I found reading the following headline so disheartening!! I came across an article on The Christian Science Monitor titled World Book Night: cops are called as Idaho teen hands out challenged book by Molly Driscoll.... I simply had to read the article to see why the cops were called in while a teenager hands out a book to read on World Book Night.... And, of course, to read which challenged book was causing such a stir that police arrived on the scene!
Seriously, after reading Molly Driscoll's article, I still can't believe the police were called to the scene! Basically, a teenager named, Brady Kissel, along with a couple of bookstore employees passed out copies of 'The Absolutely True Diary of a Part-Time Indian' by Sherman Alexie at a high school in Idaho on World Book Night. Essentially, 'The Absolutely True Diary of a Part-Time Indian' by Sherman Alexie had been removed from the school's reading list because parents had complained about the book.
So, when Brady Kissel and a couple of bookstore employees passed out copies of 'The Absolutely True Diary of a Part-Time Indian' by Sherman Alexie on World Book Night to other students, "police arrived at Kleiner Park, saying someone had called them, worried that young people were getting copies of the book without having permission from a parent."
Gawd, I'm rolling my eyes here... I'm an adult in my 40s and I've read 'The Absolutely True Diary of a Part-Time Indian' by Sherman Alexie. 'The Absolutely True Diary of a Part-Time Indian' is awesome and I can't believe parents have an issue with this book. If I had a teenager in high school, I'd have no problem whatsoever with letting them read 'The Absolutely True Diary of a Part-Time Indian'.
I believe in the freedom to read books without censorship. We live in the land of the free for goodness sake. Everyone, including our children, has the right to read books and other printed material without censorship. This banning and challenging of books is out of control and needs to stop.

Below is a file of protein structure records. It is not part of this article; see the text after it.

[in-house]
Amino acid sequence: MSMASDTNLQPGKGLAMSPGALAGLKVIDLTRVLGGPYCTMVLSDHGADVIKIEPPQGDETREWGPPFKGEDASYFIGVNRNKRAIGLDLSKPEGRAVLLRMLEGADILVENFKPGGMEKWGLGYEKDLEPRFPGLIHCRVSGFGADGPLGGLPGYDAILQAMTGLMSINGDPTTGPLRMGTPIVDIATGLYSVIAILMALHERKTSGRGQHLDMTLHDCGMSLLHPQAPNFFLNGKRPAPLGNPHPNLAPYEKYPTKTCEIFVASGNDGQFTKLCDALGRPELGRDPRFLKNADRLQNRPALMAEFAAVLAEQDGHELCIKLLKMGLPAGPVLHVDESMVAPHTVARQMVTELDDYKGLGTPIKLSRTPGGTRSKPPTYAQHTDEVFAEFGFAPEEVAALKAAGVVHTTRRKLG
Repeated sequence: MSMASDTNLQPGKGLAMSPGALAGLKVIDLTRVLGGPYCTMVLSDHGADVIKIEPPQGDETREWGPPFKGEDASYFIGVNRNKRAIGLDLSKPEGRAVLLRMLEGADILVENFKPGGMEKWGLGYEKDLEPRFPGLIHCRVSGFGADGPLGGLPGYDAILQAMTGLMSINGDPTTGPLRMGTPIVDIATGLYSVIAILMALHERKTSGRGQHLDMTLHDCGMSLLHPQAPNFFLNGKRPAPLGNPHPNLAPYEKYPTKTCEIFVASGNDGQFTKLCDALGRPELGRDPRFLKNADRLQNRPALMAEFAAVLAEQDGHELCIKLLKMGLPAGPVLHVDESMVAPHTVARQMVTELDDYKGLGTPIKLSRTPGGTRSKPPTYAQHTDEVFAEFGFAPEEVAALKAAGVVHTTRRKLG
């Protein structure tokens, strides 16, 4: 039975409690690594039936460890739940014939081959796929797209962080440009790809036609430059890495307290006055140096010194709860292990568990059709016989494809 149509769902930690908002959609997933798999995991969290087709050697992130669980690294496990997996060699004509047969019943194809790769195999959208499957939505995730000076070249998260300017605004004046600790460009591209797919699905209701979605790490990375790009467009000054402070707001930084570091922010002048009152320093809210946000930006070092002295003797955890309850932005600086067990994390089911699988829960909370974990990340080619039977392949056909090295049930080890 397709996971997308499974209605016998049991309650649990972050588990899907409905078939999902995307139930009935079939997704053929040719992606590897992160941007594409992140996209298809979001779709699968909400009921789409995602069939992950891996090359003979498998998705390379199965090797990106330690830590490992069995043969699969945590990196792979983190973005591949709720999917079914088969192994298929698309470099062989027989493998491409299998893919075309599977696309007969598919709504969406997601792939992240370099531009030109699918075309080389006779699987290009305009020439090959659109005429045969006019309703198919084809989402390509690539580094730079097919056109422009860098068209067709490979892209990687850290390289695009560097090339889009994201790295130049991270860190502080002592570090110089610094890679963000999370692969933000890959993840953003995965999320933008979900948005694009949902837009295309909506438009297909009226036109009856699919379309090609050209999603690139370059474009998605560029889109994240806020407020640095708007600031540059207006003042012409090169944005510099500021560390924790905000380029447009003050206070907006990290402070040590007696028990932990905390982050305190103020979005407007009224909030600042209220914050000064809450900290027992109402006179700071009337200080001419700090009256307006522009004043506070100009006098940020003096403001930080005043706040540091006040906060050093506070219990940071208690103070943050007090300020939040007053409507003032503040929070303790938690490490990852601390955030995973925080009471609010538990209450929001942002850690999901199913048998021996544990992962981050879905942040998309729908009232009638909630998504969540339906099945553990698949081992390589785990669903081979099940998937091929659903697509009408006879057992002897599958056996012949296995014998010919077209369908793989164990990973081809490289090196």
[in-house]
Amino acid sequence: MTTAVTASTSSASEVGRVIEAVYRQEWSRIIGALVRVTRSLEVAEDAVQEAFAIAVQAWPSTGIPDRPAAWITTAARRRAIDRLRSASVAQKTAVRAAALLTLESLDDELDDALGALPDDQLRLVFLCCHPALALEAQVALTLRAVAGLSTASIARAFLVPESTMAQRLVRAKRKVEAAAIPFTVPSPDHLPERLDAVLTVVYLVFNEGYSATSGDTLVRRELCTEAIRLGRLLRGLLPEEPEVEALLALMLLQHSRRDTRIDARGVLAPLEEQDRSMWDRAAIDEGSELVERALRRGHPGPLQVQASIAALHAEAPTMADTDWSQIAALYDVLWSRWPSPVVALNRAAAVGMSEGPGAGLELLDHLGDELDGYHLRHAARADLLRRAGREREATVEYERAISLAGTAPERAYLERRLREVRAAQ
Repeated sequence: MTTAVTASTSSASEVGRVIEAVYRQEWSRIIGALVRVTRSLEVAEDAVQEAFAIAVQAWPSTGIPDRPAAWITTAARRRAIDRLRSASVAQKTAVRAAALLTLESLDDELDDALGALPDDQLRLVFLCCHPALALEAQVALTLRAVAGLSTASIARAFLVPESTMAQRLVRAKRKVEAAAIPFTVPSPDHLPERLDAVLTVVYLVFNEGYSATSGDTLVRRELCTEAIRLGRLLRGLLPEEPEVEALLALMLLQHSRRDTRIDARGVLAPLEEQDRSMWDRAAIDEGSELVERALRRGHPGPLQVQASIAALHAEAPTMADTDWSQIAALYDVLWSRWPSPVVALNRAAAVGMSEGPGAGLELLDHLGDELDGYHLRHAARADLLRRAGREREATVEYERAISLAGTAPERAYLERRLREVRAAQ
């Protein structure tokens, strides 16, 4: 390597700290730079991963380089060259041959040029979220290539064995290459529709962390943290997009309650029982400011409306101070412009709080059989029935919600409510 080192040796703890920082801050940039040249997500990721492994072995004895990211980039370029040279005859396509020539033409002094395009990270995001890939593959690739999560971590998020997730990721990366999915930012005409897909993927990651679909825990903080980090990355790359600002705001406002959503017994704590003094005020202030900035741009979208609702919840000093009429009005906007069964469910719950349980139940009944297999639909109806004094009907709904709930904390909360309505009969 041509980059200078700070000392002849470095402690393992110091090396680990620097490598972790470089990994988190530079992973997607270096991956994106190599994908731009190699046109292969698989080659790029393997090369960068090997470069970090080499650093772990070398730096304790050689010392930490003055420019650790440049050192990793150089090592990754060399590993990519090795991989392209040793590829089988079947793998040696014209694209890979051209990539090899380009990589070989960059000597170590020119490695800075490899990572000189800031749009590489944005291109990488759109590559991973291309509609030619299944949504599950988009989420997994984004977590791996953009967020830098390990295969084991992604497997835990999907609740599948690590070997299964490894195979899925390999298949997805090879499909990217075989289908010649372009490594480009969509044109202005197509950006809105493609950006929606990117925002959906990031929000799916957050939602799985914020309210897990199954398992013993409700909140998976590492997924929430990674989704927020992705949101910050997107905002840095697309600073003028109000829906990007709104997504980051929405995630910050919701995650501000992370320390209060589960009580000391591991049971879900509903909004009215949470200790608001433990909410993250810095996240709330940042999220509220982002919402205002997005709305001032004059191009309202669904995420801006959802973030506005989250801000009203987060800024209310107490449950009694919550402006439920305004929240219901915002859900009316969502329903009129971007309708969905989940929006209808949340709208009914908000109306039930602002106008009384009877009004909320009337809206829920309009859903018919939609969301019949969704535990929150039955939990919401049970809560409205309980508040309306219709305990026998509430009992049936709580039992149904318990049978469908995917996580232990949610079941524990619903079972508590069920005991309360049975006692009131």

However, there is some good news to share here. In Molly Driscoll's article, she writes the following:
However, after talking with Kissel, police “said they found nothing wrong with what was going on in the park,” according to Shelf Awareness.
The books that weren’t given away on April 23 were stored at Rediscovered Books for students and “Diary” publisher Little, Brown has said it is donating another 350 books. According to Rediscovered Books, those copies will be given to local libraries, school libraries, and teachers who are in need of more copies.
Laura “Wally” Johnson, one of the bookstore workers who handed out copies of “Diary” with Kissel, told Publishers Weekly that her time doing so “was a fantastic experience with a warm and enthusiastic atmosphere and a steady stream of polite and engaged young adults.”
“We got to have a lot of conversations with students about the history of censorship and book banning and we got to talk a lot about World Book Night,” she said.
Alexie himself praised the efforts of those involved, particularly Baker and Lott, to get copies of "Diary" to students.
"I am honored by the hundreds of Meridian students who showed incredible passion and courage for books,” he said, according to Publishers Weekly. “Mine, yes, but literature in general. And Sara Baker and Jennifer Lott are friggin’ superheroes. If I ever get caught in a fire, I’m calling them."
"Diary" placed at number three on the American Library Association's list of most-banned or -challenged books in 2013.
Yes, you have to love a happy ending to a story!!